Farm Fund Grant Update: Viva Farms
In the 2016 grant cycle, the Co-op Farm Fund issued $8,000 in grants to seven inspiring proposals. If you tried your hand at playing the Farm Fund Game in the April Co-op News, you may recall the diversity of the funded projects. They tackled issues related to grazing management in a changing climate, formation of a new tool co-op, purchase and training for a multi-farm portable sheep shearing system, and four more innovative ideas. We are excited to watch these projects come to fruition in the coming year and to share their success stories with you.
One project that is already cultivating positive results is at Viva Farms, a nonprofit, small business farm incubator located in Skagit Valley. Its mission is to support aspiring and limited-resource farmers to overcome barriers to farm ownership by providing bilingual training in holistic and organic farming practices and management, and much needed access to land, infrastructure, equipment, marketing, and capital.
Viva Farms received a Co-op Farm Fund grant to purchase a new field cultivator. The implement was purchased from Farmer’s Equipment Co. in Lynden where the farm received a nonprofit discount, further leveraging its Farm Fund grant. Hooray for local businesses!
Several farmers at Viva have already had great success using the new field cultivator, which prepares soil for planting without the need for rototilling. Rob Smith, Viva Farms operations and incubator director, described the cultivator as “a missing link in our ‘toolkit’ that allows us to work up a field in a more efficient, timely, and sustainable manner.”
Efficient because the field cultivator is much faster to use in the field, and with fewer mechanical parts, it is less likely to break down and requires less maintenance. All these factors result in less downtime in the field, fewer costly repairs, and overall labor savings.
Sustainable because it is gentler on the soil structure, known in farmer lingo as the “tilth.” A rototiller, on the other hand, can create soil compaction or pulverize the soil resulting in hardpan that impairs drainage and plant growth. Also, because rototillers are powered implements, they use more fuel to operate than the cultivator that is simply pulled behind a tractor.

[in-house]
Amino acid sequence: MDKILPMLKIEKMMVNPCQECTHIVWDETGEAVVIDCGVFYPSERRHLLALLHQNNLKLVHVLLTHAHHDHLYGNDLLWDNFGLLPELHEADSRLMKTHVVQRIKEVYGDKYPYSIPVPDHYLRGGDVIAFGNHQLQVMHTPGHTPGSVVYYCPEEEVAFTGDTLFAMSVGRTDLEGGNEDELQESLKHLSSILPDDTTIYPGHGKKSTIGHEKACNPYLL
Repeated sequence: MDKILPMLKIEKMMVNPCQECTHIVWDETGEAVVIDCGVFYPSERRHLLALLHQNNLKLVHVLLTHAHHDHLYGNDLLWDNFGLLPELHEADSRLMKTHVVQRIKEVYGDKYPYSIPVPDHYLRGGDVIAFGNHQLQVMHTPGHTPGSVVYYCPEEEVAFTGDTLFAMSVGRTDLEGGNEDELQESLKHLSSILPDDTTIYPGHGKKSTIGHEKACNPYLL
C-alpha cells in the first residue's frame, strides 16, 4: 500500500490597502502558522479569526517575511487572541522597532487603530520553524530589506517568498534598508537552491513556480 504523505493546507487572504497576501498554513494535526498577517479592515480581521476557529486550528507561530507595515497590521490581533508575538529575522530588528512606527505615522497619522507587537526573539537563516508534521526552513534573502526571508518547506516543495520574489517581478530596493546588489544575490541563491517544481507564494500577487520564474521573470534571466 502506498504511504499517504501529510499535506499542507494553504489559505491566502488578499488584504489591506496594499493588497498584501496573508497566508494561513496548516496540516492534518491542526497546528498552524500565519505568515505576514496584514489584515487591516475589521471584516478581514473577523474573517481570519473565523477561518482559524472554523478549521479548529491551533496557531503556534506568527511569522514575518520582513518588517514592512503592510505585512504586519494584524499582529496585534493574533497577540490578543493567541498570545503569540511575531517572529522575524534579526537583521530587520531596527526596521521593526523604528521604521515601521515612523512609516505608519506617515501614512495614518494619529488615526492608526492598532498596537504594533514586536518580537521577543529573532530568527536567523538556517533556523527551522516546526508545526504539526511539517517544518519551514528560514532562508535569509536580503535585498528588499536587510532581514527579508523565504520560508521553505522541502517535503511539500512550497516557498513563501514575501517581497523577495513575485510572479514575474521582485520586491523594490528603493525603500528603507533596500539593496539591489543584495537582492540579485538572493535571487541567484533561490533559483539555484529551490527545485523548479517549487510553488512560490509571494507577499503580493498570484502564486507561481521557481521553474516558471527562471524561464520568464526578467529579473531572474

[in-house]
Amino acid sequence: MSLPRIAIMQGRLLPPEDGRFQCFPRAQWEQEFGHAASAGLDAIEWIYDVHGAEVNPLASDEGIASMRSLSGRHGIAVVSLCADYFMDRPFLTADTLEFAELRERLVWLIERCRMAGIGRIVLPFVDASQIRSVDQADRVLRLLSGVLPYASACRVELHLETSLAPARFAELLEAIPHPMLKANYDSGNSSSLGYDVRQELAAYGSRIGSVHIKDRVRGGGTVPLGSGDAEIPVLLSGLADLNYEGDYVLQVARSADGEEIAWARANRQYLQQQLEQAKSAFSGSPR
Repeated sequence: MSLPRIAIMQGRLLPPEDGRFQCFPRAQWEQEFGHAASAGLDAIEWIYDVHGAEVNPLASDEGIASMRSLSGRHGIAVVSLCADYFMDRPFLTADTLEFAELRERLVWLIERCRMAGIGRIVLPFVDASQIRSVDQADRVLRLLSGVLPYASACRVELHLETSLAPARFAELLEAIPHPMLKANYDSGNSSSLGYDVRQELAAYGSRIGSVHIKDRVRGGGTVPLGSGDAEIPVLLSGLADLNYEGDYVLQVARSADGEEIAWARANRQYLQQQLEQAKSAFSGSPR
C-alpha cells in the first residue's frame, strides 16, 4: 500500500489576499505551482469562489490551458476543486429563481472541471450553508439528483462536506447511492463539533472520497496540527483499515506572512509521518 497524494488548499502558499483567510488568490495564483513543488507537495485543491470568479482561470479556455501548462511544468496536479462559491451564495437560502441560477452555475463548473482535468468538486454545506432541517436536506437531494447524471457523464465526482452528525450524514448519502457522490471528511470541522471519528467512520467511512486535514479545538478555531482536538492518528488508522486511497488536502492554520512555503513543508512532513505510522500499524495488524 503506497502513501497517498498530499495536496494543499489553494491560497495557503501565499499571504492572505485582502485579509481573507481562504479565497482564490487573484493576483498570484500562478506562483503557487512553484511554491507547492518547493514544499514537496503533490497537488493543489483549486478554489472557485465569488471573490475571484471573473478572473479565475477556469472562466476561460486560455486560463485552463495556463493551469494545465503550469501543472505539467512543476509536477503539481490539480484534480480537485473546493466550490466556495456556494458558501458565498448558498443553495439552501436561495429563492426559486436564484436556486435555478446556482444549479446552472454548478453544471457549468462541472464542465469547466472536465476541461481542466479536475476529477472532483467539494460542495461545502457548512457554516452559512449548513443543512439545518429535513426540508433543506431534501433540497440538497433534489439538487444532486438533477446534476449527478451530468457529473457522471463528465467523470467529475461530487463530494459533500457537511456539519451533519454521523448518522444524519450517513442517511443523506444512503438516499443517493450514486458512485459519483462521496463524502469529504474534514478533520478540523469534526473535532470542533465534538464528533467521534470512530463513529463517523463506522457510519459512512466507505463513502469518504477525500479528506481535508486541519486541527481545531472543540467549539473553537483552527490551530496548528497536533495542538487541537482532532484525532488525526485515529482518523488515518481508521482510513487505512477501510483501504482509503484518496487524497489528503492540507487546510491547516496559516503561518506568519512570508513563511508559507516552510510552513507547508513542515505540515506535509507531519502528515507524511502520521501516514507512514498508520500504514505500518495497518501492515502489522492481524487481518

This improvement in efficiency and sustainability allows farmers more time to, well, farm, and will hopefully result in greater productivity and eventually more deliveries of local food to the Co-op’s produce departments. Throughout the growing season Viva, and the 14 independent farmers currently working the land and sharing equipment with Viva, provide certified organic vegetables, herbs, and berries to the Puget Sound Food Hub, which serves many Whatcom County food businesses.
In the same way that the Co-op is committed to the principal of cooperation among cooperatives, the farmers on-site at Viva Farms are building community and learning from each other. Rob said: “Despite working on their own independent operations, the farmers help support each other for success. This all happens across language and cultural barriers—finding out what is shared between all farmers, and all humans, really.”
For the first time, Viva Farms is at 100 percent capacity and will look into expanding in 2017. Rob wants to spread the word about what Viva Farms is accomplishing, and tell people that it wouldn’t be possible without the farmers and a network of community partners.
That network includes every Co-op shopper who has contributed to the Farm Fund and chooses to purchase local produce from the Co-op—Whatcom County’s only community-owned grocery store.
Learn more at vivafarms.org